Taking Topical Estrogen for Menopause Symptoms? Protect Your Children and Pets!
Transdermal estrogen is often prescribed for the treatment of menopause symptoms. Because it is directly absorbed through the skin instead of going through the liver, it is prescribed in a lower dosage, does not process through the liver, and is considered safer for long-term use. Transdermal products include gels, emulsion, compounded creams, or spray applied to the arms, legs, or forearm between the elbow and wrist. All medications applied through the skin have the potential to transfer to children and pets unintentionally. The FDA has issued a warning about Evamist, a spray, for this reason, but any medical skin product has the same potential of transferring to others.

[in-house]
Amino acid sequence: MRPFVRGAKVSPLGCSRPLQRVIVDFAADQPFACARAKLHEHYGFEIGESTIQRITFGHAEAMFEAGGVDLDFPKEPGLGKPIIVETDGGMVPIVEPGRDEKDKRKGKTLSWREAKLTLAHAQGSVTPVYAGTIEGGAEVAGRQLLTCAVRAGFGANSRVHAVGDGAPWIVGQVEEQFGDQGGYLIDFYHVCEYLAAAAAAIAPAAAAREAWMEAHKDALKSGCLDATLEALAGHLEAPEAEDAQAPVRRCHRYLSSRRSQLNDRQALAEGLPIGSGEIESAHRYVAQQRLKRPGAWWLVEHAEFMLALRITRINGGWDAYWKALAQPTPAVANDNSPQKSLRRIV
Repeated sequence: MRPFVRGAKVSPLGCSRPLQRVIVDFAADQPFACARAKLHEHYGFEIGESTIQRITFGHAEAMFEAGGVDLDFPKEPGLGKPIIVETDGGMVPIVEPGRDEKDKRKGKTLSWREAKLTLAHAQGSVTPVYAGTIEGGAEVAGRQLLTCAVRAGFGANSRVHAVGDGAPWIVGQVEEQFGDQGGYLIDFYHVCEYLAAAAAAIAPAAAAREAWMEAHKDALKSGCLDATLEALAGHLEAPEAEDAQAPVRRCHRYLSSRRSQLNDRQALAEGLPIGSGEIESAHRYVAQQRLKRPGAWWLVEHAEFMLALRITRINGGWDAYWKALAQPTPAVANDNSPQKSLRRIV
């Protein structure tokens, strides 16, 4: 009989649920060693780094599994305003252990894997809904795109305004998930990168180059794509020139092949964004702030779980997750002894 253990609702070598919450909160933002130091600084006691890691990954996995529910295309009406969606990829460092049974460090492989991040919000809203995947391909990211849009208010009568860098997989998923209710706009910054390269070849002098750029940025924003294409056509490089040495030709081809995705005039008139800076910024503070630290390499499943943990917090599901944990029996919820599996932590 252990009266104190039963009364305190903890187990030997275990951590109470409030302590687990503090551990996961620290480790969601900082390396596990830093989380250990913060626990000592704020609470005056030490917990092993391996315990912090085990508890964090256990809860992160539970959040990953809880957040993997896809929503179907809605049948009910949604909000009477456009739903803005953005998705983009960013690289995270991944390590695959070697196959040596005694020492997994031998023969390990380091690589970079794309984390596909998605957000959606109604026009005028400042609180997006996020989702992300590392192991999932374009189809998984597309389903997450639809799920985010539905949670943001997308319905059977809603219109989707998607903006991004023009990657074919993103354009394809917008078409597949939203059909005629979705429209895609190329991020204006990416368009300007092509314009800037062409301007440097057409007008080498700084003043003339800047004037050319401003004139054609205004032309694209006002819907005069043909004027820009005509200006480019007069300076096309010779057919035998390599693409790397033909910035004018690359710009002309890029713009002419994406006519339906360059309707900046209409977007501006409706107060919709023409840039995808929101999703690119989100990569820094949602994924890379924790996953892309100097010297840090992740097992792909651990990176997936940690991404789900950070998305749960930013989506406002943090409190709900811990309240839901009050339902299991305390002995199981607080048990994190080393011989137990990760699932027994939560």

Here are signs of accidental hormone transfer:
In girls, look for nipple swelling and breast development.
In boys, look for breast enlargement.
In pets, look for breast or nipple enlargement in males or females, or vulvar enlargement in females.
How do you prevent the unintentional transfer of transdermal estrogen?
- Read the prescription insert directions for proper use
- Wash your hands immediately after application and before touching anything or anyone
- Prevent children from making contact within the area of a spray application
- If a child comes in direct contact, wash the area immediately with soap and water
- Contact the child’s healthcare provider immediately if you notice any signs or symptoms
- Do not allow pets to lick or touch the area of application and call the vet if signs or symptoms are noticed
- Dispose of estrogen products carefully so they are out of children or pets’ reach
Be aware and keep the kids and pets safe!